In 2018, we brought the story of the feral pig invasion in Saskatchewan (The War on Boar) and now, this invasive species has shown up in large enough numbers in Alberta to ring alarm bells.
Wildlife researchers call them Super Pigs — the invasive European swine that defied the odds and have thrived despite the savage winters of the prairies. They were first brought to Canada in the late 1980s, with the hopes of creating a new market for meat, as well as niche high-fence hunting opportunities. Some escaped and with sows capable of breeding twice a year and averaging six piglets per litter, their numbers have expanded at an alarming rate. Estimates have their numbers in the hundreds of thousands — possibly more — across Manitoba, Saskatchewan and Alberta.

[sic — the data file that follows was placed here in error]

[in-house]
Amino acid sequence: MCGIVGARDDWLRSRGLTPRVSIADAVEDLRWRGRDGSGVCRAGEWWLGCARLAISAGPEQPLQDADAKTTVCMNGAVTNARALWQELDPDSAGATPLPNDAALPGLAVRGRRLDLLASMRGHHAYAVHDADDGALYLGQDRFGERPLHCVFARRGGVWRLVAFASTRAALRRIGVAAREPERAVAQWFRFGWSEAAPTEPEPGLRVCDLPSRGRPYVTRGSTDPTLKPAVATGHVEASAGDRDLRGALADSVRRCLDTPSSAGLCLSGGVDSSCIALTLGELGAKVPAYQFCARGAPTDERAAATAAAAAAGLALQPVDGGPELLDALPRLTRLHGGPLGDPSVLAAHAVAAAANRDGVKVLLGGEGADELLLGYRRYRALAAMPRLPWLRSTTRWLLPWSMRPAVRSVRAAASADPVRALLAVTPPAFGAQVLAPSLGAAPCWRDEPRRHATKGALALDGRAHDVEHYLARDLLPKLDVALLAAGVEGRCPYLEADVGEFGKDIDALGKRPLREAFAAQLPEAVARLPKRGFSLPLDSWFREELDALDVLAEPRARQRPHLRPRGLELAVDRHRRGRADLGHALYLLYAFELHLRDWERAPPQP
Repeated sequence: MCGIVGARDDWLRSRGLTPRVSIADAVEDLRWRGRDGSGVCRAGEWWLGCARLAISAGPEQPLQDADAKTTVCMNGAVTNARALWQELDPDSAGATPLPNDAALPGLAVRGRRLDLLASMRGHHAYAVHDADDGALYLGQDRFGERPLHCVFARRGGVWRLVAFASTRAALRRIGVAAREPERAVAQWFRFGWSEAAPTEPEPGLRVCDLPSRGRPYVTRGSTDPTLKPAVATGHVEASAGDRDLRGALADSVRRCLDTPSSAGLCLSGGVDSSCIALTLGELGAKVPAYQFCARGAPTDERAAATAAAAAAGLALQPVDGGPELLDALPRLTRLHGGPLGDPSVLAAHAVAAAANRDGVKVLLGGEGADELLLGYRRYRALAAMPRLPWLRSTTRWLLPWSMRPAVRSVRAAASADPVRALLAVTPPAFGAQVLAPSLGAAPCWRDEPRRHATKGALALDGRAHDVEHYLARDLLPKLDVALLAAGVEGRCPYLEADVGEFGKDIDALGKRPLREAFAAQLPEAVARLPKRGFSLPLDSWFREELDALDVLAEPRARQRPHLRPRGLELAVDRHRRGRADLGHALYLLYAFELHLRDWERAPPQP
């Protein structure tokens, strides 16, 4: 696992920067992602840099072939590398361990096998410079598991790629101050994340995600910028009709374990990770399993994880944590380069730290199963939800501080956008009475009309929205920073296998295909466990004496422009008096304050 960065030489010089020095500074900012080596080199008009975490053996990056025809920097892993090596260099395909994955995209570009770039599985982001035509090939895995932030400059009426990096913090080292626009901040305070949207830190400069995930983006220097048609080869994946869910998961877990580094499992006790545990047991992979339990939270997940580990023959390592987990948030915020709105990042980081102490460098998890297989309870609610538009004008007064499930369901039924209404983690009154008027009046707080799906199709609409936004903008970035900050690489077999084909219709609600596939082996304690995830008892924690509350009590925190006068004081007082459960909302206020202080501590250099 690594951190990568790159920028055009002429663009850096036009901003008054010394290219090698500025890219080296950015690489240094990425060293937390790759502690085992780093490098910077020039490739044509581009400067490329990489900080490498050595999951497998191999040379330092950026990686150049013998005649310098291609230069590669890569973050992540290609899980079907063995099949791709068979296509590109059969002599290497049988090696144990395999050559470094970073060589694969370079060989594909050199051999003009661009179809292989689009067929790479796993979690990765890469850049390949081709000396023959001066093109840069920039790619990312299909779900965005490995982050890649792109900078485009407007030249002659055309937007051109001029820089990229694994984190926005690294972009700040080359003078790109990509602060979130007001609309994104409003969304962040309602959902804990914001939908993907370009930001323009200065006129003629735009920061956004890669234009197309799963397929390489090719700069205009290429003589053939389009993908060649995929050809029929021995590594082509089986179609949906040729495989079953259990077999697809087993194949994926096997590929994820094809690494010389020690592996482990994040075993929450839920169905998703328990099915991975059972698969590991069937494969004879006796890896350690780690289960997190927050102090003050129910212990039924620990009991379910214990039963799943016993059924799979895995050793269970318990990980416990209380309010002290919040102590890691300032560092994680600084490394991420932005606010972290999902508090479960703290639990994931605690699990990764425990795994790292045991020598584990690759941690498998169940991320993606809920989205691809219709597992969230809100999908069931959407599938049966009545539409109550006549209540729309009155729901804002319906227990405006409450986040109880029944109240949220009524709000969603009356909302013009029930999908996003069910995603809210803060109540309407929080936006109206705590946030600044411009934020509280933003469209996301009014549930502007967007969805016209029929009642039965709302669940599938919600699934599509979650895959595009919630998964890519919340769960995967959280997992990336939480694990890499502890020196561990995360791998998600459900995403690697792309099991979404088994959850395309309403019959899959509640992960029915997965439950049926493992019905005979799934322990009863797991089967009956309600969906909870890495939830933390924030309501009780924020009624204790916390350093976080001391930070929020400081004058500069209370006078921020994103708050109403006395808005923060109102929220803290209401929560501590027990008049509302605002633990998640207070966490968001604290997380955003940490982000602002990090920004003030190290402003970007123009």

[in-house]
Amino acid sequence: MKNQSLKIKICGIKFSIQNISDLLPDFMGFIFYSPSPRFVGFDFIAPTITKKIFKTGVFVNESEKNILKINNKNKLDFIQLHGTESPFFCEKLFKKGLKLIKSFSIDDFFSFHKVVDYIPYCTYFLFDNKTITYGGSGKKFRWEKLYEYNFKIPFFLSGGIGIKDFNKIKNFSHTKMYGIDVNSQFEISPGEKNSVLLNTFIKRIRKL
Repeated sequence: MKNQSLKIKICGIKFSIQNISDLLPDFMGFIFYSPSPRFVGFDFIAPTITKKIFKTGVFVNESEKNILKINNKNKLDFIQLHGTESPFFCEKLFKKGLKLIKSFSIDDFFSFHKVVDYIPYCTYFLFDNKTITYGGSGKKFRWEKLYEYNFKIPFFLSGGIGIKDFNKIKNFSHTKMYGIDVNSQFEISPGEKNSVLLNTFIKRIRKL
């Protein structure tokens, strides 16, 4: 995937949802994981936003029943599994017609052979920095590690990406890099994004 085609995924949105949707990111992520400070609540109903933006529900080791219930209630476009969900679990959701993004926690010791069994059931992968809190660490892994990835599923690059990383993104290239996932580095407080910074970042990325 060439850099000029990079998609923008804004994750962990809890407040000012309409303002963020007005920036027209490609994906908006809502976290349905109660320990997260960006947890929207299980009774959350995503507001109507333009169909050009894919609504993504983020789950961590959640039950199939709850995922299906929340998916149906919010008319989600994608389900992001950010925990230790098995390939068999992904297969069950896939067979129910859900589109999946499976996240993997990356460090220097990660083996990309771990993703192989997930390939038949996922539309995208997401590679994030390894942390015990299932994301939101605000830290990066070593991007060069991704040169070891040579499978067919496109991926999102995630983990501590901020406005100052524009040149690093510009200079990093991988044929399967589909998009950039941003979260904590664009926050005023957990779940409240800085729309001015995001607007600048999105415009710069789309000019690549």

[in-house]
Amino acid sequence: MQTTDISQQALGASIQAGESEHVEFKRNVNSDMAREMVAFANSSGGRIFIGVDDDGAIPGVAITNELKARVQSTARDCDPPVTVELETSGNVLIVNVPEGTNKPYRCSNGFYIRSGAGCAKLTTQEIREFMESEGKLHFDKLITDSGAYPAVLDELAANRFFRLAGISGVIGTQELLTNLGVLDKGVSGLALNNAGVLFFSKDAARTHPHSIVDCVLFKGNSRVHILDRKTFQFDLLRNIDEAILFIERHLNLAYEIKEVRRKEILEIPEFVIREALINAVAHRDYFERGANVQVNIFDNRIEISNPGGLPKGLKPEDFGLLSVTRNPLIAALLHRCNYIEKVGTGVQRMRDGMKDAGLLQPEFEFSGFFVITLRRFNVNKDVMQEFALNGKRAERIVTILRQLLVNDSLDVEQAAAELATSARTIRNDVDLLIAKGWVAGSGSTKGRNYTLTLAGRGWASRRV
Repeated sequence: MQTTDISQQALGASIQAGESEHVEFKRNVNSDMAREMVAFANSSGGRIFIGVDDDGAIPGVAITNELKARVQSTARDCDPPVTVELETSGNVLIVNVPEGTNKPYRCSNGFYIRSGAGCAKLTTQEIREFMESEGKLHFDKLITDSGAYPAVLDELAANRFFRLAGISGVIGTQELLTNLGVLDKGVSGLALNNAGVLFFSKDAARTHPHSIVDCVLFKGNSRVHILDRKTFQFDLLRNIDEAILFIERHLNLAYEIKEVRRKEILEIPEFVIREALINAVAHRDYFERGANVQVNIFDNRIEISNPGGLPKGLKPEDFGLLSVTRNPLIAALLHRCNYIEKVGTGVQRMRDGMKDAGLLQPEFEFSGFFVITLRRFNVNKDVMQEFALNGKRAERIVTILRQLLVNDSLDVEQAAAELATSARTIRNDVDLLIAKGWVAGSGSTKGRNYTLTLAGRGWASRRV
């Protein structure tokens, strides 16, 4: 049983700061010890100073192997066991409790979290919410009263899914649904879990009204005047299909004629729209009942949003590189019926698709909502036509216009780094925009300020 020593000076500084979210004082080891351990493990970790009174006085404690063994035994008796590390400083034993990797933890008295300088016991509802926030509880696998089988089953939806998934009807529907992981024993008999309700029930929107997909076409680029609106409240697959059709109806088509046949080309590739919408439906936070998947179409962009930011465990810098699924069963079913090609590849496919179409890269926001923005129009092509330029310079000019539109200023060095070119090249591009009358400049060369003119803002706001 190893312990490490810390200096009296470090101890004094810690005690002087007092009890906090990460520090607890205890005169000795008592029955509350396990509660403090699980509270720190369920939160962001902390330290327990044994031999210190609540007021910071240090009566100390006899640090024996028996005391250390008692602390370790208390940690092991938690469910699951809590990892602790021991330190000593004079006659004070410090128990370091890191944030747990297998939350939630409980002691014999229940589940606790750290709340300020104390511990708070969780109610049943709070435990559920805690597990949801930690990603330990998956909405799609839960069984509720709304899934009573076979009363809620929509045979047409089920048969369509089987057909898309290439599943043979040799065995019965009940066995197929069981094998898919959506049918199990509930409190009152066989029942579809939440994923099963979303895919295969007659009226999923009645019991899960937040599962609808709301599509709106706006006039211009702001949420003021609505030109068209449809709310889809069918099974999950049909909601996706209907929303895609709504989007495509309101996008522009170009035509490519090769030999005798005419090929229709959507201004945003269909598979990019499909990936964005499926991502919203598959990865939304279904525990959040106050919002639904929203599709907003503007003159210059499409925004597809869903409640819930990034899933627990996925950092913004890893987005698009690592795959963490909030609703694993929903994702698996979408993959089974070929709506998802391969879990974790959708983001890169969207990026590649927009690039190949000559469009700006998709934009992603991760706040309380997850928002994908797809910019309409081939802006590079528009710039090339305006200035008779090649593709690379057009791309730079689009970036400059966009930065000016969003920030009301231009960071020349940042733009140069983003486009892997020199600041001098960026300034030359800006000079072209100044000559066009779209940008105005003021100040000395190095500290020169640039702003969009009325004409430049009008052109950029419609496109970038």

These super pigs, cross-bred with domestics, often top the scales at 600 lbs and can easily destroy a yard, a pasture, an entire crop and when threatened, could easily kill a person.
Alberta’s government has expanded the Wild Boar Control Program, (WBCP) which includes active surveillance and trapping plans, and a compensation payout for farmers who suffer damage by wild boars.
The WBCP, in conjunction with existing trapping efforts, has also added two bounties; one is open to landowners and trappers, and the other is a one-year pilot open to hunters. Currently, both programs have an expiry date, but both could be extended.